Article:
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We're using .NET's Guid.NewGuid() to generate activation codes and API keys currently. I wonder if that poses a security problem since their algorithm is open.

.NET Guid uses Win32 CoCreateGuid and I don't know its internals (possibly MAC address + timestamp?). Can someone derive a second GUID out of the first one, or can he hit it with some smart guesses or is the randomness good enough so search space becomes too big?

Generating random keys have the problem of collision, they need a double check before adding to a database. That's why we stuck with GUIDs but I'm unsure about their security for these purposes.

Here are the 4 consecutive UUIDGEN outputs:

c44dc549-5d92-4330-b451-b29a87848993
d56d4c8d-bfba-4b95-8332-e86d7f204c1c
63cdf958-9d5a-4b63-ae65-74e4237888ea
6fd09369-0fbd-456d-9c06-27fef4c8eca5

Here are 4 of them by Guid.NewGuid():

0652b193-64c6-4c5e-ad06-9990e1ee3791
374b6313-34a0-4c28-b336-bb2ecd879d0f
3c5a345f-3865-4420-a62c-1cdfd2defed9
5b09d7dc-8546-4ccf-9c85-de0bf4f43bf0
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The Wikipedia on guid is pretty good on guid algorithm: en.wikipedia.org/wiki/Globally_unique_identifier –  Simon Mourier Dec 23 '10 at 9:51
    
possible duplicate of How Random is System.Guid.NewGuid()? –  Cody Gray Dec 23 '10 at 10:06
1  
Cody, it is similar but I'm not strictly looking for randomness per se. For instance GUID could be a VERY high percision timer and still be secure without being random. All I want to know is if the search space between consecutive GUIDs are broad and not-predictable enough for trivial brute force attacks. –  ssg Dec 23 '10 at 13:09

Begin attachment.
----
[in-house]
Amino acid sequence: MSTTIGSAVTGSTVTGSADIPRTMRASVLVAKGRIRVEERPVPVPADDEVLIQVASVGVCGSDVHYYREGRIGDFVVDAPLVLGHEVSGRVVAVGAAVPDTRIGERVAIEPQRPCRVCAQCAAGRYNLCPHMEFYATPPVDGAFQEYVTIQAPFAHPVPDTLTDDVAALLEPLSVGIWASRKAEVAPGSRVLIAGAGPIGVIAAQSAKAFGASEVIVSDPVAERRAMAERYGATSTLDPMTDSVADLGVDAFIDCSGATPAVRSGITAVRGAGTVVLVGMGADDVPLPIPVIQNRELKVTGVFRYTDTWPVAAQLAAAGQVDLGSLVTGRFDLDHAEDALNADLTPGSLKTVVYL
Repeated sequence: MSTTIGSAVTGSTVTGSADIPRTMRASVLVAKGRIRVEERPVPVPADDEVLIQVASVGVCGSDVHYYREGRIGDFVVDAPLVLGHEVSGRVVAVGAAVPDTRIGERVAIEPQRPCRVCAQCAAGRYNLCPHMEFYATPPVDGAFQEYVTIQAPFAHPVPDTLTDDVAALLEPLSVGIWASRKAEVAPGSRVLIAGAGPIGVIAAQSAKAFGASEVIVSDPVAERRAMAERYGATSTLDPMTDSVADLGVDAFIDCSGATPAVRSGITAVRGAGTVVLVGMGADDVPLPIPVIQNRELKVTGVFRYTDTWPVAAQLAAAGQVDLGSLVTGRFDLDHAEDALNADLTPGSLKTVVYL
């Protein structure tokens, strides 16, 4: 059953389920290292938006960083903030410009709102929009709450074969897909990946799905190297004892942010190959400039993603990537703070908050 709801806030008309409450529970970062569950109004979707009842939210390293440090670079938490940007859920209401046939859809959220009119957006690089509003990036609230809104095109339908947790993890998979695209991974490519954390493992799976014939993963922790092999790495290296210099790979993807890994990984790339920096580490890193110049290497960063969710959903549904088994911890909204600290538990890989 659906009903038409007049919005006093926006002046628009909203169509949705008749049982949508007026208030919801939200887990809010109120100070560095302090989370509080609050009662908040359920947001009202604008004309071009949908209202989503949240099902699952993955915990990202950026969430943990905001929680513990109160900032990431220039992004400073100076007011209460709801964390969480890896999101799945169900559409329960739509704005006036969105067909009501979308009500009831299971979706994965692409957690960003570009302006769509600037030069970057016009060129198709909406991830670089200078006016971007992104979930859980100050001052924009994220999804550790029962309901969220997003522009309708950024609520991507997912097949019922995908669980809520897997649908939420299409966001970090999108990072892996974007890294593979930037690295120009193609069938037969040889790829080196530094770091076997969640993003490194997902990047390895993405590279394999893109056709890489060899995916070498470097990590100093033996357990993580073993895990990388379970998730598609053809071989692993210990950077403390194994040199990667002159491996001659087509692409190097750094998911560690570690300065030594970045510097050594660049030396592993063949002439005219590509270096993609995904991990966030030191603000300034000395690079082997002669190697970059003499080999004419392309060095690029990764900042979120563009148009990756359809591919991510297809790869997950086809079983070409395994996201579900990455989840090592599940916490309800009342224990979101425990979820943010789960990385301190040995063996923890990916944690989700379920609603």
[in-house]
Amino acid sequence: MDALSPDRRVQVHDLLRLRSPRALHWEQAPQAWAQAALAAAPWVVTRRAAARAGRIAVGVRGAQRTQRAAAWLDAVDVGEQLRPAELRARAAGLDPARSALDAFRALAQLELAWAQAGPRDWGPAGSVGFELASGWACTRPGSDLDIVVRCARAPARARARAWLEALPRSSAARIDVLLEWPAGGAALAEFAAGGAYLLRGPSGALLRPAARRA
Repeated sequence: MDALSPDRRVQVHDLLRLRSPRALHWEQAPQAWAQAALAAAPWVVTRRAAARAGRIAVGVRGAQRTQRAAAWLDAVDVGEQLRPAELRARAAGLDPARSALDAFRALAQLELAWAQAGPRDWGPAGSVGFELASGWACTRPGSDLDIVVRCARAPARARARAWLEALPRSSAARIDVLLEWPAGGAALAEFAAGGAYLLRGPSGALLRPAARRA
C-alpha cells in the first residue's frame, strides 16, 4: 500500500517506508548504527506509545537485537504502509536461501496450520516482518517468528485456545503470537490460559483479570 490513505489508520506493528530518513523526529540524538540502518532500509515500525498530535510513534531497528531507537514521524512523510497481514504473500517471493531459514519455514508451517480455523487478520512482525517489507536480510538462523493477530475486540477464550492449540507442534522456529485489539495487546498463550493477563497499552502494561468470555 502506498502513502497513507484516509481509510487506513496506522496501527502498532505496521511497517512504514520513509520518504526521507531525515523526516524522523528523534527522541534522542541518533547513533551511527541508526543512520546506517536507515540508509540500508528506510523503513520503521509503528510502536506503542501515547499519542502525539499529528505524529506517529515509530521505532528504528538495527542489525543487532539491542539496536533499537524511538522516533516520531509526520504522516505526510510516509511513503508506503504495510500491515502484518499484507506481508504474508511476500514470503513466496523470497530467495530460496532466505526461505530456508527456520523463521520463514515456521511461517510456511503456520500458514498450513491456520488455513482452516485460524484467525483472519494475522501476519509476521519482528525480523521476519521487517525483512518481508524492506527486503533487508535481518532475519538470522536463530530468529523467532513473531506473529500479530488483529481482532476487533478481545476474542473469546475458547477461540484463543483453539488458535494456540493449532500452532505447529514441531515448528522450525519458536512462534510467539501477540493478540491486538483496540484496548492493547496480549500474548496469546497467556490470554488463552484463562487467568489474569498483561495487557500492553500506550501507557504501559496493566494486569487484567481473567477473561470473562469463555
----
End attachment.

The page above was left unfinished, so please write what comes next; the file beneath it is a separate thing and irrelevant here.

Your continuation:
3 Answers 3

up vote 7 down vote accepted

GUIDs are quite random, but they are not intended to be used as random numbers - their sole purpose is to uniquely identify entities, so they can be predictable.

Use System.Security.Cryptography.RandomNumberGenerator instead.

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Any key has a finite space and a sufficiently determined person/group can and will generate all combinations. What's important is not so much the key but how you organise it's validation and what it authorises. If you are operating the validation/authorisation entirely through the Guid then that's probably not appropriate as potentially all Guids are valid, you'd be better off with something like SeriousBit Elipter. If you are using an authentication mechanism that records that a particular Guid has been issued and that it has now been used for activation then Guid isn't such a bad choice as it's a pretty big key space.

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There are multiple mechanisms for generating guids, some using MAC addresses and some just using pure random number generation. iirc the amc address should be obvious in the GUID if it's being used - it's not hashed out in any way.

edit: proviso, slightly lame answer, as here I'm talking about generic guid generation rather than a possible ms algo that does obfuscate it. am looking into it, will delete if it's not useful ..

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